Hereditary Review

June 13, 2018 By Southpoint Tuggeranong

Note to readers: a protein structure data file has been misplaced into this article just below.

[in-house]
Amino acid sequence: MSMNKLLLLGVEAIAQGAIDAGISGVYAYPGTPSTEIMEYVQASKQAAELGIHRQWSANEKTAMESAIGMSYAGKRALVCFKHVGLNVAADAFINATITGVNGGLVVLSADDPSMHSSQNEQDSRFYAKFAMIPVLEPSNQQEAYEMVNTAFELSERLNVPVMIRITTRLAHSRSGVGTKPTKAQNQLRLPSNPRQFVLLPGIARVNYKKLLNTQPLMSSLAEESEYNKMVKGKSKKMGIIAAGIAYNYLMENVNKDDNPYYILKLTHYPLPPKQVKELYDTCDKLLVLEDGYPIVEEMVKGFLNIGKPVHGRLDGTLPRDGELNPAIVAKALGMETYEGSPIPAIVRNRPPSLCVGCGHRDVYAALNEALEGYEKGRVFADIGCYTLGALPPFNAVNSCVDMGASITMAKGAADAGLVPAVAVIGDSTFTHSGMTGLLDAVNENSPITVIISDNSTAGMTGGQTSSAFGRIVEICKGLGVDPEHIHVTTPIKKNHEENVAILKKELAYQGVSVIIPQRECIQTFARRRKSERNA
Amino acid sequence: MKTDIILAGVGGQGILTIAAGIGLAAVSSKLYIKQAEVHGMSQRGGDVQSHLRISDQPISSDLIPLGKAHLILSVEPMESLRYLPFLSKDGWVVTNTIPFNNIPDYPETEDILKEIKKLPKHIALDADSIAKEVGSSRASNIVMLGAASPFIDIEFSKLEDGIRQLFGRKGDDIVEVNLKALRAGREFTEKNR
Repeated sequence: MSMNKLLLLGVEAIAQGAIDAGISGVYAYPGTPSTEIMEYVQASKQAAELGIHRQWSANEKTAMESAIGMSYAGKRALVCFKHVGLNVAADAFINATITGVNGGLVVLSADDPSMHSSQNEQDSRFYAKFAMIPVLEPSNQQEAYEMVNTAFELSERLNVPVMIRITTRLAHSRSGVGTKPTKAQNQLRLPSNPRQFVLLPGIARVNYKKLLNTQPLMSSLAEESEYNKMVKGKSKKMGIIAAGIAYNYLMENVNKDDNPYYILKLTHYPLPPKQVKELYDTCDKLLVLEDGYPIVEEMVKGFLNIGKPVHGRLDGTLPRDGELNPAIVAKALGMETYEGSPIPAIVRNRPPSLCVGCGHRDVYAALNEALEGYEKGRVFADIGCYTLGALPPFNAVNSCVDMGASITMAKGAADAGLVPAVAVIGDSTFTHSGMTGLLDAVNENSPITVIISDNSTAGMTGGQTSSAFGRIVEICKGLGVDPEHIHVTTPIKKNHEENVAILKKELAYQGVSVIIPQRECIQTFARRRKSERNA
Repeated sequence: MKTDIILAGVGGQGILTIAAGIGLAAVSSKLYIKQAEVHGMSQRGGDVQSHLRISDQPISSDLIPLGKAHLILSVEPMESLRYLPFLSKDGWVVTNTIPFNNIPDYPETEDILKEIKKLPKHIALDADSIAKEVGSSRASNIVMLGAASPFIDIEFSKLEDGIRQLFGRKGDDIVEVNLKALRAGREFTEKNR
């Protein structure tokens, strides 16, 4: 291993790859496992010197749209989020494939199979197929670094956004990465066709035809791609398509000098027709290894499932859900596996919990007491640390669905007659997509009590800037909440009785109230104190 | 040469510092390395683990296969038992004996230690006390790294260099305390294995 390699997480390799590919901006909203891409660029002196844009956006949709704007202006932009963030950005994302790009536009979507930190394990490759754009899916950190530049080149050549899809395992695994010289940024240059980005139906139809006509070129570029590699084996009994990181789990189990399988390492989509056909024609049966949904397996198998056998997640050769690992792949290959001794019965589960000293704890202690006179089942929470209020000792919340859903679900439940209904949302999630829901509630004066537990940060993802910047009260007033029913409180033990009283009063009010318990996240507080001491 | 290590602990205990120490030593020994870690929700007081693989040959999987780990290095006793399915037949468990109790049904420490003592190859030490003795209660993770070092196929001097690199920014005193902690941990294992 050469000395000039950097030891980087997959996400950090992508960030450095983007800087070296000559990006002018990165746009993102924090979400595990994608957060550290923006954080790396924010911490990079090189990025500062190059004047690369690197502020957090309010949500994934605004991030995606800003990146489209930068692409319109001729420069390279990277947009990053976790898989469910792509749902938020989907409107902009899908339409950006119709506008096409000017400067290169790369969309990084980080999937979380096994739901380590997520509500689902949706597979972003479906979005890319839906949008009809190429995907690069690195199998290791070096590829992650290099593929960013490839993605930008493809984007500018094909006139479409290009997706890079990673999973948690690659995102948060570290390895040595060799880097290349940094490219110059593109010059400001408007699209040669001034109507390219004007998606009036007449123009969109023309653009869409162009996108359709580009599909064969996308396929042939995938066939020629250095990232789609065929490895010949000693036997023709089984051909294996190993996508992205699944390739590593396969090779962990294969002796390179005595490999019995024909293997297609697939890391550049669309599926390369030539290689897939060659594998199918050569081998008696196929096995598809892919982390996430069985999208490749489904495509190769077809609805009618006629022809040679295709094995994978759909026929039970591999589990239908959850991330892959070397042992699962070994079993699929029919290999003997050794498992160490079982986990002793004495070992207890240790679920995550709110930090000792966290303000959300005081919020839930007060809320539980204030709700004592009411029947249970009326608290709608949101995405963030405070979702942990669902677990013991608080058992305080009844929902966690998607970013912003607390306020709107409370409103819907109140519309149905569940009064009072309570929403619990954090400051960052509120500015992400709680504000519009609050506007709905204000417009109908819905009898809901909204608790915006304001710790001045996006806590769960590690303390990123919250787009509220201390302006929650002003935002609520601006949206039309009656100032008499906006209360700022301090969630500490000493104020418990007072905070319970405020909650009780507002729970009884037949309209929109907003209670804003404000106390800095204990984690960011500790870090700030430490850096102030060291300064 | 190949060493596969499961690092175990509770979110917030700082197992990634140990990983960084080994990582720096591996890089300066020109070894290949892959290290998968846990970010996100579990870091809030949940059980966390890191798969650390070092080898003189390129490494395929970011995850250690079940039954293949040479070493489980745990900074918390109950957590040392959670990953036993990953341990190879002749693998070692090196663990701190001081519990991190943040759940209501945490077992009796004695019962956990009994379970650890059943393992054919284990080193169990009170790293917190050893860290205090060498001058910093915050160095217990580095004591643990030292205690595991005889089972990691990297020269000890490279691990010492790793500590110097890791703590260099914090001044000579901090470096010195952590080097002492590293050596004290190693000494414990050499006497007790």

As a hardened horror aficionado, there’s not a lot that unnerves me. Though Hereditary is touted as a horror, the feeling you’re left with as you leave the cinema is far from scared. It’s the building sense of dread that stays with you as you try to retell the plot to your colleagues days later. Annie Graham (Toni Collette) is left lost after the passing of her mother Ellen. Though largely estranged for most of Annie’s adult life, Ellen had been living with Annie, her husband Steve (Gabriel Bryne) and their two teenage children Peter (Alex Wolff) and Charlie (Milly Shapiro) before her death. When both Peter and Charlie start exhibiting bizarre behaviour, Annie is forced to unravel the family history, discovering the terrifying legacy her mother has left behind. Annie copes by throwing herself into her work: creating miniature scenes of moments from her own life, including her son asleep in bed and her mother dying in hospital. These tiny worlds are so eerily detailed and often morph into real scenes, so you’re questioning what’s real and what’s not. In his feature debut, writer/director Ari Aster has mastered a slow, sinister story that is not for the faint-hearted. It is not particularly gory, nor are there jump-scares. What Aster has created is far more unnerving. With an absence of sound and music, he weaves tragedy with unusual family dynamics, abstractly commentating on mental illness and grief, and how these factors can infiltrate and destroy a family unit. And then he adds a demon for good measure. Hereditary is a nightmarish ride off the beaten track of mainstream horror. You have been warned. - Laura White

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